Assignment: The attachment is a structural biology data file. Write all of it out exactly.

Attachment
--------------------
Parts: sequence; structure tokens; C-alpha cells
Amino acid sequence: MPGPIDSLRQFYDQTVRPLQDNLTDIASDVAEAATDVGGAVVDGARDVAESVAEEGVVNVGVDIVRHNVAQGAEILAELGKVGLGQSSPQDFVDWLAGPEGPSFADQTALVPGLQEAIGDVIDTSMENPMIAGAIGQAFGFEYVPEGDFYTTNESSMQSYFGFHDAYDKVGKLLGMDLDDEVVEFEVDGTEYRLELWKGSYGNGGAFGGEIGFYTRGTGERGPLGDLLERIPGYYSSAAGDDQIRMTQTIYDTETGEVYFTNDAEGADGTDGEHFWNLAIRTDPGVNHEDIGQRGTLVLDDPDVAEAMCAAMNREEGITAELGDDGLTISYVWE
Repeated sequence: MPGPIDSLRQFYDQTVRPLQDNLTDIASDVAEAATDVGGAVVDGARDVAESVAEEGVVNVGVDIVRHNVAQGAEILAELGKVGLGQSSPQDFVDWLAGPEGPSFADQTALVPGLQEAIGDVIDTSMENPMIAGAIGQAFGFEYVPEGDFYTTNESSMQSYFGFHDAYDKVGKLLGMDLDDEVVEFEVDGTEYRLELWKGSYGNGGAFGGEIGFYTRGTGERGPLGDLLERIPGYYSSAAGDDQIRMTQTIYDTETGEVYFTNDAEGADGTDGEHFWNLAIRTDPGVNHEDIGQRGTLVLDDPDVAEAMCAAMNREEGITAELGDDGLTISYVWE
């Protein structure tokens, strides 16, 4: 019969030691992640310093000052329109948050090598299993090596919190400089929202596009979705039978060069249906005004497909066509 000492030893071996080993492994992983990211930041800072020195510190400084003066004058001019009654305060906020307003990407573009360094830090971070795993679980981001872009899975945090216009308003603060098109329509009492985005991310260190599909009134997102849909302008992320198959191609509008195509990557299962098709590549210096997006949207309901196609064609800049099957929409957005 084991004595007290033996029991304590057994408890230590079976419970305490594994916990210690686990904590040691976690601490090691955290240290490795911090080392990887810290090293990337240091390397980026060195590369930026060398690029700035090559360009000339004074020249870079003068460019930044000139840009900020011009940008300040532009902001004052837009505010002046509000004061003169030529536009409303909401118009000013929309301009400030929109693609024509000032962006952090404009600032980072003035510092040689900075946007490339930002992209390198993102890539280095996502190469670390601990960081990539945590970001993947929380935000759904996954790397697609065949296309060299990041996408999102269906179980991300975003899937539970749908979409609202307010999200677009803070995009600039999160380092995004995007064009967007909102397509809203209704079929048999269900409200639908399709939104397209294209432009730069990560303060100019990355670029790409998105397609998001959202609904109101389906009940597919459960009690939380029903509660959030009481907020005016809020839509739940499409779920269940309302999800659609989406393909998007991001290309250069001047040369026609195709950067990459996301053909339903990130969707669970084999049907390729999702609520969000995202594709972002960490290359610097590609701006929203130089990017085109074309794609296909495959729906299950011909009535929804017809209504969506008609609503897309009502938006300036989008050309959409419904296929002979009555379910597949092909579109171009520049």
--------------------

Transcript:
Parts: sequence; structure tokens; C-alpha cells
Amino acid sequence: MPGPIDSLRQFYDQTVRPLQDNLTDIASDVAEAATDVGGAVVDGARDVAESVAEEGVVNVGVDIVRHNVAQGAEILAELGKVGLGQSSPQDFVDWLAGPEGPSFADQTALVPGLQEAIGDVIDTSMENPMIAGAIGQAFGFEYVPEGDFYTTNESSMQSYFGFHDAYDKVGKLLGMDLDDEVVEFEVDGTEYRLELWKGSYGNGGAFGGEIGFYTRGTGERGPLGDLLERIPGYYSSAAGDDQIRMTQTIYDTETGEVYFTNDAEGADGTDGEHFWNLAIRTDPGVNHEDIGQRGTLVLDDPDVAEAMCAAMNREEGITAELGDDGLTISYVWE
Repeated sequence: MPGPIDSLRQFYDQTVRPLQDNLTDIASDVAEAATDVGGAVVDGARDVAESVAEEGVVNVGVDIVRHNVAQGAEILAELGKVGLGQSSPQDFVDWLAGPEGPSFADQTALVPGLQEAIGDVIDTSMENPMIAGAIGQAFGFEYVPEGDFYTTNESSMQSYFGFHDAYDKVGKLLGMDLDDEVVEFEVDGTEYRLELWKGSYGNGGAFGGEIGFYTRGTGERGPLGDLLERIPGYYSSAAGDDQIRMTQTIYDTETGEVYFTNDAEGADGTDGEHFWNLAIRTDPGVNHEDIGQRGTLVLDDPDVAEAMCAAMNREEGITAELGDDGLTISYVWE
């Protein structure tokens, strides 16, 4: 019969030691992640310093000052329109948050090598299993090596919190400089929202596009979705039978060069249906005004497909066509 000492030893071996080993492994992983990211930041800072020195510190400084003066004058001019009654305060906020307003990407573009360094830090971070795993679980981001872009899975945090216009308003603060098109329509009492985005991310260190599909009134997102849909302008992320198959191609509008195509990557299962098709590549210096997006949207309901196609064609800049099957929409957005 084991004595007290033996029991304590057994408890230590079976419970305490594994916990210690686990904590040691976690601490090691955290240290490795911090080392990887810290090293990337240091390397980026060195590369930026060398690029700035090559360009000339004074020249870079003068460019930044000139840009900020011009940008300040532009902001004052837009505010002046509000004061003169030529536009409303909401118009000013929309301009400030929109693609024509000032962006952090404009600032980072003035510092040689900075946007490339930002992209390198993102890539280095996502190469670390601990960081990539945590970001993947929380935000759904996954790397697609065949296309060299990041996408999102269906179980991300975003899937539970749908979409609202307010999200677009803070995009600039999160380092995004995007064009967007909102397509809203209704079929048999269900409200639908399709939104397209294209432009730069990560303060100019990355670029790409998105397609998001959202609904109101389906009940597919459960009690939380029903509660959030009481907020005016809020839509739940499409779920269940309302999800659609989406393909998007991001290309250069001047040369026609195709950067990459996301053909339903990130969707669970084999049907390729999702609520969000995202594709972002960490290359610097590609701006929203130089990017085109074309794609296909495959729906299950011909009535929804017809209504969506008609609503897309009502938006300036989008050309959409419904296929002979009555379910597949092909579109171009520049």